|Publication number||US3213877 A|
|Publication date||Oct 26, 1965|
|Filing date||Jul 18, 1962|
|Priority date||Jul 18, 1962|
|Publication number||US 3213877 A, US 3213877A, US-A-3213877, US3213877 A, US3213877A|
|Inventors||Hay Wayne W, May Harold L|
|Original Assignee||Air Reduction|
|Export Citation||BiBTeX, EndNote, RefMan|
|Patent Citations (6), Referenced by (45), Classifications (6)|
|External Links: USPTO, USPTO Assignment, Espacenet|
Oct. 26, 1965 H. L. MAY ETAL 3,213,877
RETRACTABLE COLUMN FOR MEDICAL SERVICE OUTLETS Filed July 18, 1962 3 Sheets-Sheet l 20 MN: (All IIIL" H3 4%- 8| INVENTORS HAROLD L. MAY WAYNE W. HAY
5 Sheets-Sheet 2 FIG. 6
INVENTORS HAROLD L. MAY
BYWAYNE W. HAY- 1965 H. I.. MAY ETAL RETRACTABLE COLUMN FOR MEDICAL SERVICE OUTLETS Filed July 18, 1962 FIG. 7
Oct. 26, 1965 M ETAL 3,213,877
RETRACTABLE COLUMN FOR MEDICAL SERVICE OUTLETS Filed July 18, 1962 3 Sheets-Sheet 3 62a 62C 62d 67 2 62b x l I United States Patent 3,213,877 RETRACTABLE COLUMN FOR MEDICAL SERVICE OUTLETS Harold L. May and Wayne W. Hay, Madison, Wis., as-
signors to Air Reduction Company, Incorporated, New
York, N.Y., a corporation of New York Filed July 18, 1962, Ser. No. 210,687 9 Claims. (Cl. 137355.16)
This invention relates to an improved ceiling column for gas and electric service connections in medical or surgical facilities such as operating rooms, delivery and recovery rooms and the like. More particularly, the invention concerns such an improved retractable ceiling column which is of sturdy and relatively rigid construction and which is, at the same time, adapted to make available medical service outlets in a retractable portion of the column that is easily adjustable to desired vertical positions.
The growing demands upon existing hospital facilities necessitate more eflicient and effective use of operating and recovery room facilities. Further, the burdens and pressures exerted on medical and surgical personnel and the complex surgical techniques that have been developed, and continue to be developed, necessitate that the medical equipment and the auxiliary components employed during surgery or immediately afterwards during the critical period of recovery be of the utmost reliability in operation and afford the maximum degree of safety. It has been recognized as highly advantageous in furnishing electrical and gas connections for medical equipment and the like to avoid the necessity of having such connections in the form of wiring or gas conduits that extend along the floor or in other ways possibly obstruct the movement of personnel. Accordingly, it has been considered desirable to provide suitable service outlet stations in conveniently located wall outlets or ceiling fixtures which may be arranged in close proximity to the operating table or site at which such services are needed for treatment of the patient.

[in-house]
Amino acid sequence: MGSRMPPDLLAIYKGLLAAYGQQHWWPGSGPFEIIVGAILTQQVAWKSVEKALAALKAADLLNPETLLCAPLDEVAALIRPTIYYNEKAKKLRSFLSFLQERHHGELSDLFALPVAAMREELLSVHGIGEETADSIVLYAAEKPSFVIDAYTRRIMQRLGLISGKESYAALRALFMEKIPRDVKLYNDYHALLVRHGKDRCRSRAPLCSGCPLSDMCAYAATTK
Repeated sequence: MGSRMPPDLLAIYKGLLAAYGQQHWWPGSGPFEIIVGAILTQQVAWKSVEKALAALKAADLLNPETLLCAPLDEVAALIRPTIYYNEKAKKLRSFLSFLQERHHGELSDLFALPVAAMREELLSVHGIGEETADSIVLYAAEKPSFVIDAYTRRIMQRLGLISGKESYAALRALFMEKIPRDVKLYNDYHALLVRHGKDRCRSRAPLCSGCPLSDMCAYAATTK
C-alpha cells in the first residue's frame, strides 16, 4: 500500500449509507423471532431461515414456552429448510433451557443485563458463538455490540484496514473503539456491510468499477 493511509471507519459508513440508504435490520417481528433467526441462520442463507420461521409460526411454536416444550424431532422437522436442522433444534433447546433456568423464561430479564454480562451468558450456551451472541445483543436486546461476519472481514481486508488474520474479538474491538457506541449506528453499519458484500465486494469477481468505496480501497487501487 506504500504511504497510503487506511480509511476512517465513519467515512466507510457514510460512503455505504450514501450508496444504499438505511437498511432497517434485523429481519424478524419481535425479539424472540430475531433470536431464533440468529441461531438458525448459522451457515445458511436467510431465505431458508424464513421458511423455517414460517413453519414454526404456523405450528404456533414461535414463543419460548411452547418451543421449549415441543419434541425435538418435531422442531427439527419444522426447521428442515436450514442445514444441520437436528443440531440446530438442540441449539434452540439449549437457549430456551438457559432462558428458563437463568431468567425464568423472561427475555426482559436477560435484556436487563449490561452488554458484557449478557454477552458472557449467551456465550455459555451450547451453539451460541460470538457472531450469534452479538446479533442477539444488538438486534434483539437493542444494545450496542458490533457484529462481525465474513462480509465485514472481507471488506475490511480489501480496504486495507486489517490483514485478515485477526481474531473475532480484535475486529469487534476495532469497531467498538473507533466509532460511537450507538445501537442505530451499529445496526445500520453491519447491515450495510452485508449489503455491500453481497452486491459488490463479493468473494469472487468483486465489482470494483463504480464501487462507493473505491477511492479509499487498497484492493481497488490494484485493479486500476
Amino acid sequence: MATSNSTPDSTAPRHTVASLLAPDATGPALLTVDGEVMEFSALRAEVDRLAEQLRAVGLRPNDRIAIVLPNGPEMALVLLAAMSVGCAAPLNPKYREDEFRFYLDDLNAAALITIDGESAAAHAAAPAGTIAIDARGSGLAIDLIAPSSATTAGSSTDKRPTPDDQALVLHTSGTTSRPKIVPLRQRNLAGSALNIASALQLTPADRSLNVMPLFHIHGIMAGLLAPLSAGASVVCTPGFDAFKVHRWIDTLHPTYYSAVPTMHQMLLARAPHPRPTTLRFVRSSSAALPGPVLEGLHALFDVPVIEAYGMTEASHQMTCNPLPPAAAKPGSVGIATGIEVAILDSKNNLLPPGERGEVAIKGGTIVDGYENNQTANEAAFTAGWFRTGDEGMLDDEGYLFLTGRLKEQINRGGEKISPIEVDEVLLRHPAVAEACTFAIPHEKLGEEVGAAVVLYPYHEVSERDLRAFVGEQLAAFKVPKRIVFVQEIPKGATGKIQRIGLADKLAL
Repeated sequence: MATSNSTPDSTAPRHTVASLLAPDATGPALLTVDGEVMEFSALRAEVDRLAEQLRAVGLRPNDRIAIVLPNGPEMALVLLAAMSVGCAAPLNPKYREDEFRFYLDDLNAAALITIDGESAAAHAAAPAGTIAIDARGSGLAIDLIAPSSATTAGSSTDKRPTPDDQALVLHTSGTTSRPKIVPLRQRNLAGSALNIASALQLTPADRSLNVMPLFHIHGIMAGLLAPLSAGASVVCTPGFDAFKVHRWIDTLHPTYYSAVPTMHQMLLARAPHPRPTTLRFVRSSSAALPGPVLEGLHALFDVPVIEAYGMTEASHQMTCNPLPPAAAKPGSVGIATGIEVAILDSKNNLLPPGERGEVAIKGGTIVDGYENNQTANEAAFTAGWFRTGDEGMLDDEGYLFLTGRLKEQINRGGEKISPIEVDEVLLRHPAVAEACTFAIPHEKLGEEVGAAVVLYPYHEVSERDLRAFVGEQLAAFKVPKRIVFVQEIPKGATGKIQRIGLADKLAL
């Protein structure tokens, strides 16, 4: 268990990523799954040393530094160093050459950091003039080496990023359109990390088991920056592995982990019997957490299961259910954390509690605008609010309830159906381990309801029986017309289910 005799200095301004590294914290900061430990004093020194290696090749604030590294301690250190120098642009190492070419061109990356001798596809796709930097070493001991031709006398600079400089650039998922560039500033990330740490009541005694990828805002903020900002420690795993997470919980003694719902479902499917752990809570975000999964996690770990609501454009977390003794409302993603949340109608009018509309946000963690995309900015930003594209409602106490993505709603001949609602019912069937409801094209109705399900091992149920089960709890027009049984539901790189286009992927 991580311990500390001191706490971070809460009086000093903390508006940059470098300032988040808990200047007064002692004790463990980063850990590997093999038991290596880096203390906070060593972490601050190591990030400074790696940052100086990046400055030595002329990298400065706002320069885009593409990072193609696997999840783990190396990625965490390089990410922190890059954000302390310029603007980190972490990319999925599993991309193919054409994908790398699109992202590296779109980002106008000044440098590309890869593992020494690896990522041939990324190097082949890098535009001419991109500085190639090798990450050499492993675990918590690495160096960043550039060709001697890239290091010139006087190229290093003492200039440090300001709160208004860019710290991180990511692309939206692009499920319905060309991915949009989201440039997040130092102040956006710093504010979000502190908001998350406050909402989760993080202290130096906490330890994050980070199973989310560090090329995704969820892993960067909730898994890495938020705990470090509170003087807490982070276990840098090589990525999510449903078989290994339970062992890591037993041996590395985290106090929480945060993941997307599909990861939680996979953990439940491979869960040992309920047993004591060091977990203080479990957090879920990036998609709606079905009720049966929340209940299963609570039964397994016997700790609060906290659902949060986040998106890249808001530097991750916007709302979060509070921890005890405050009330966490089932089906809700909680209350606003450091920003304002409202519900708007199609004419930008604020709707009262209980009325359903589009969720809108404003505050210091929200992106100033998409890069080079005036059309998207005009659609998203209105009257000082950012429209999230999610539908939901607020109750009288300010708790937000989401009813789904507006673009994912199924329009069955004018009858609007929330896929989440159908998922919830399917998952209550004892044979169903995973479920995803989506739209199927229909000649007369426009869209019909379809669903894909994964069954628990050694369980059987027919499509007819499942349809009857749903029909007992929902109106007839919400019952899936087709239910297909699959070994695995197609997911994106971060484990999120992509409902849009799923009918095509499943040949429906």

Considerable difficulty has been encountered, however, in affording a completely satisfactory fixture for suspending gas and electrical service connections from a ceiling outlet due, in large part, to the inability to render such structures sufliciently rigid so as to avoid eventual damage or wear during continued use and to objectionable binding that is characteristic of such apparatus, which renders selective vertical adjustment of the mounting difficult and cumbersome.
Accordingly, it is an object of the present invention to provide a retractable ceiling outlet for medical service connections which is easily and freely adjustable to desired vertical positions and which alfords a high degree of structural rigidity and reliability of operation for such purposes.
It is also an object of the present invention to provide such a ceiling column for medical service connections characterized by compactness, freedom from troublesome maintenance and care, and simplicity of construction.
These and other objects and advantages of the present invention may more readily be understood by reference to the following description of a preferred embodiment of the invention and the accompanying drawings, in which:
FIG. 1 is a perspective view illustrating the exterior of a retractable ceiling column in accordance with the invention;
FIG. 2 is a vertical elevation view, partially sectioned, of the retractable column illustrated in FIG. 1;
FIG. 3 is a vertical elevation partially in section of the retractable column as viewed from the left-hand side of the column as seen in FIG. 2;
FIG. 4 is a horizontal sectional view taken along the line 44 in FIG. 2 in the direction of the arrows;
FIG. 5 is a sectional view along the line 55 in FIG. 4 looking in the direction of the arrows;
FIG. 6 is a partial sectional view showing the compensating spring mounting taken along the line 6-6 in FIG. 4 looking in the direction of the arrows;
FIG. 7 is a partial sectional view of the lower housing locking mechanism taken along the line 77 in FIG. 6 looking in the direction of the arrows; and
FIG. 8 is a partial sectional view taken along the line 8-8 in FIG. 4.